The Animal Health and Veterinary Laboratories Agency (AHVLA) has repeated warnings to farmers and stock-holders to be aware of the very high risk of liver fluke infection, following the exceptionally wet summer of 2012.
An increased level of infection was forecast for the autumn and winter of 2012/13, and has now been confirmed by the increase in the number of diagnoses recorded by AHVLA.
Gavin Watkins, AHVLA Veterinary Investigation and Surveillance Lead for Wales, and Chair of the Agency’s Cattle Expert Group, said:
“The increase in the number of diagnoses is largely a result of high rainfall in 2012, which favoured the life cycle of the liver fluke and presented a considerable risk of infection to cattle and sheep grazing wet and poorly drained pastures.
Prevention of infection is difficult at this time of year and vets have reported that the incidence of infection on some farms is so high that animals have had to be housed to avoid the risk of further infection.
If farmers and stock-holders want to find out if they have fluke infection in their herd or flock they should consult their veterinary surgeon, who can send samples for diagnosis. It is important to remember that, as well as cattle and sheep; goats, llamas and alpacas are highly susceptible to fluke infection.”
The AHVLA and SCOPS (Sustainable Control of Parasites in Sheep) have already issued warnings of continued high risk of liver fluke infection for grazing animals for the early part of 2013, because the infective stage of the fluke life cycle will survive well on pasture land in mild, wet winters.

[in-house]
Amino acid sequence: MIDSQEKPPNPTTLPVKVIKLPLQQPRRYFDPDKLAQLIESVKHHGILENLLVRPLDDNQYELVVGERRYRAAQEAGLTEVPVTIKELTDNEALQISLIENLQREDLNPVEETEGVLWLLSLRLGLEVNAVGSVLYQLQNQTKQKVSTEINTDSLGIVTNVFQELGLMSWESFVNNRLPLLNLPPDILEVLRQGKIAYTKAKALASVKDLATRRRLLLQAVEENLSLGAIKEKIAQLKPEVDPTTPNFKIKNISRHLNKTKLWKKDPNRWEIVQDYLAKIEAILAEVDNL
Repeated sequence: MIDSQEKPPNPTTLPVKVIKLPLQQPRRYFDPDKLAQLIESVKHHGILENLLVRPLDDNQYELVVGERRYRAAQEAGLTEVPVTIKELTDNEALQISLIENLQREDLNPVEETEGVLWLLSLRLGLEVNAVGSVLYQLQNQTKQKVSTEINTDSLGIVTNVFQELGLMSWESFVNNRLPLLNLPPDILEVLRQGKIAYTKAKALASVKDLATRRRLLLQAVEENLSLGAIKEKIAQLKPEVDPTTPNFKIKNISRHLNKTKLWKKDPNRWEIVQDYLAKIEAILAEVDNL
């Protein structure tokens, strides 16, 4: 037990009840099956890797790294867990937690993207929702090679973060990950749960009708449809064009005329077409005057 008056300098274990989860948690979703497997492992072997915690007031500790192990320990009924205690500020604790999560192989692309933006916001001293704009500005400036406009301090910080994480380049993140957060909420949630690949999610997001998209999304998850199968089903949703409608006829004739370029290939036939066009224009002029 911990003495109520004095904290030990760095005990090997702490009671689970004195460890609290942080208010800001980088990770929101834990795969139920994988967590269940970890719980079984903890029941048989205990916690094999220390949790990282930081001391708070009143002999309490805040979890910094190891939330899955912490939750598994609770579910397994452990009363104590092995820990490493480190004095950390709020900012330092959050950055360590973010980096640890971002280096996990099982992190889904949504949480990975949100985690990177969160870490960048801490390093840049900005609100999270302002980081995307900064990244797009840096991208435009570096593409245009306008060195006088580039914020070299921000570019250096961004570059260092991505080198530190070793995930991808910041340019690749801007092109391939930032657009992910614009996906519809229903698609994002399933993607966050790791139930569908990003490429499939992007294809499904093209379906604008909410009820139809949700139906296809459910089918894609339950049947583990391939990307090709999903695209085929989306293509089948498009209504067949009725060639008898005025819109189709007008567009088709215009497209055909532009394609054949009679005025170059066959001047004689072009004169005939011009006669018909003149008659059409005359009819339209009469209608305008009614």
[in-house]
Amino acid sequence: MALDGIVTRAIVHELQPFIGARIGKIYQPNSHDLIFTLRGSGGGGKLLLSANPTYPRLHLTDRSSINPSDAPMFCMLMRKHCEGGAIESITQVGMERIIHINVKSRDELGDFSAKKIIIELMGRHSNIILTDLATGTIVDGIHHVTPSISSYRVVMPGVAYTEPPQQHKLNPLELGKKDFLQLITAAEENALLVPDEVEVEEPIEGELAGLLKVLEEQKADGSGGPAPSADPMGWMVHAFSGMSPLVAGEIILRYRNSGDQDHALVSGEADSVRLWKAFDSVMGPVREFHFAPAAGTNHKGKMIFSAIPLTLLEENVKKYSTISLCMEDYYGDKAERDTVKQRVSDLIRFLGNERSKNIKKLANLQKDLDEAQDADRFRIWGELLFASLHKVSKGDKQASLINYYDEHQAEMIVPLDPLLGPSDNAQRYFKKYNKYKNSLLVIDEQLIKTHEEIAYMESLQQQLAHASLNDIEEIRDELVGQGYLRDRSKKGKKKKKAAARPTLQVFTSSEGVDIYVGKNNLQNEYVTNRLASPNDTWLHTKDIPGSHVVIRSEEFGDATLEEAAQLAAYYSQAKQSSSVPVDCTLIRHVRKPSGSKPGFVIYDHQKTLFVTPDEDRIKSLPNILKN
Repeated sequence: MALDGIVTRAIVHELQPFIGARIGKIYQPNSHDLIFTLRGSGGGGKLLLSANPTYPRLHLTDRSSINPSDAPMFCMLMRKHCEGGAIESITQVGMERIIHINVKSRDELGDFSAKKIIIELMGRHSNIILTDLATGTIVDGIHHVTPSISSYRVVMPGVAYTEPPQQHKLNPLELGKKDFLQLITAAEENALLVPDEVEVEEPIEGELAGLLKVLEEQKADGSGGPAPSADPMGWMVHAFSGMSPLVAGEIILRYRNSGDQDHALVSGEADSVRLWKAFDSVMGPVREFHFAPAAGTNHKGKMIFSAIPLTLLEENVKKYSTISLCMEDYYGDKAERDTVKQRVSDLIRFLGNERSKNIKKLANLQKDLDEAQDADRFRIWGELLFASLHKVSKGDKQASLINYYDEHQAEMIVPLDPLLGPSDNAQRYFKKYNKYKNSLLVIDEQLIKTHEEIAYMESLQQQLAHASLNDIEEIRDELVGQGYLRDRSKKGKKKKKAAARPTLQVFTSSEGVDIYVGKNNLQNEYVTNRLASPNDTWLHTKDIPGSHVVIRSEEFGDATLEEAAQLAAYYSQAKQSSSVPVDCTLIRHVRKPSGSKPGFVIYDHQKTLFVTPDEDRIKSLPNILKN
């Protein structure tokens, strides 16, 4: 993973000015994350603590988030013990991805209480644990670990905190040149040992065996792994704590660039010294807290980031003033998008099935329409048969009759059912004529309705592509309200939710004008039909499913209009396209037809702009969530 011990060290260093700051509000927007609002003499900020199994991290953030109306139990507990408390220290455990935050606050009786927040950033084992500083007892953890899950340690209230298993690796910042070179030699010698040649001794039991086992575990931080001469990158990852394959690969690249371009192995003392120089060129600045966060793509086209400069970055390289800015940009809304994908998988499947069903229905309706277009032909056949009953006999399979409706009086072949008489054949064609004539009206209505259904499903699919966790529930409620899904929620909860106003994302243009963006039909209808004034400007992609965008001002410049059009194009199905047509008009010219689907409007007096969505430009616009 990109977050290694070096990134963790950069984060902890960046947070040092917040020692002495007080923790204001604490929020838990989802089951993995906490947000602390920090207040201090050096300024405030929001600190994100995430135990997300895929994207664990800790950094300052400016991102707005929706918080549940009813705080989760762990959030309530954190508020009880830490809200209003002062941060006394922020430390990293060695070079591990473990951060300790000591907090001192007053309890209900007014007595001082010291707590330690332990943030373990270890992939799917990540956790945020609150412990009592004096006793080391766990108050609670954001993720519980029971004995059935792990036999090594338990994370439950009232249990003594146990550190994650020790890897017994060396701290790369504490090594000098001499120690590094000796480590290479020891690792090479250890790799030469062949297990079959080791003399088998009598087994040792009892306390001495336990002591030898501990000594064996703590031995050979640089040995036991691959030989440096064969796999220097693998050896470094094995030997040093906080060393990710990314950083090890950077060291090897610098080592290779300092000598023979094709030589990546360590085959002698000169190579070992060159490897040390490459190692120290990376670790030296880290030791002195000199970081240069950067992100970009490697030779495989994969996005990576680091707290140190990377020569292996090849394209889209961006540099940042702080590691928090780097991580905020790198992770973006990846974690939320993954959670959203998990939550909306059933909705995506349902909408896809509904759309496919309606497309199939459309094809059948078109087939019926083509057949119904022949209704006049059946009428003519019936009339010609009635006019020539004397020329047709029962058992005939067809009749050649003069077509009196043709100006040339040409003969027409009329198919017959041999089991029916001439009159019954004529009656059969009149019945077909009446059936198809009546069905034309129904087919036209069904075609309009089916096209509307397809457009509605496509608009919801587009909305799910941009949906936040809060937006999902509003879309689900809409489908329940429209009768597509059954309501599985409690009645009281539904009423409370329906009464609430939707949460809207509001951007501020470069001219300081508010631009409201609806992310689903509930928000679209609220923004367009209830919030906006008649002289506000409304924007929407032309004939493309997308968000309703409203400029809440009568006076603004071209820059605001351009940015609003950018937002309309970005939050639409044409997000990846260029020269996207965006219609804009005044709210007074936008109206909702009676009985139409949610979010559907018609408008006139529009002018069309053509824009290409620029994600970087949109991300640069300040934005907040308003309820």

Notes for Editors
1) The Animal Health and Veterinary Laboratories Agency is an executive agency of the Department for Environment, Food and Rural Affairs, working across Great Britain on behalf of Defra, Scottish Government and Welsh Government.
2) All farms with animals which are susceptible to liver fluke should have a control programme in place. This should be formulated in consultation with the farm’s veterinary surgeon and regularly reviewed and monitored to ensure that it is adequately controlling liver fluke on the farm.
3) Farmers are also advised to provide additional, good-quality feed to animals that have suffered liver damage as a result of fluke infection, particularly if they are pregnant or lactating.
4) AHVLA Scanning Surveillance Diagnoses in England and Wales:
|October – December inclusive|
|Acute fasciolosis in sheep||7||69|
|Chronic fasciolosis in sheep||19||73|
5) Further advice on prevention and treatment can also be obtained from the SCOPS website at this link: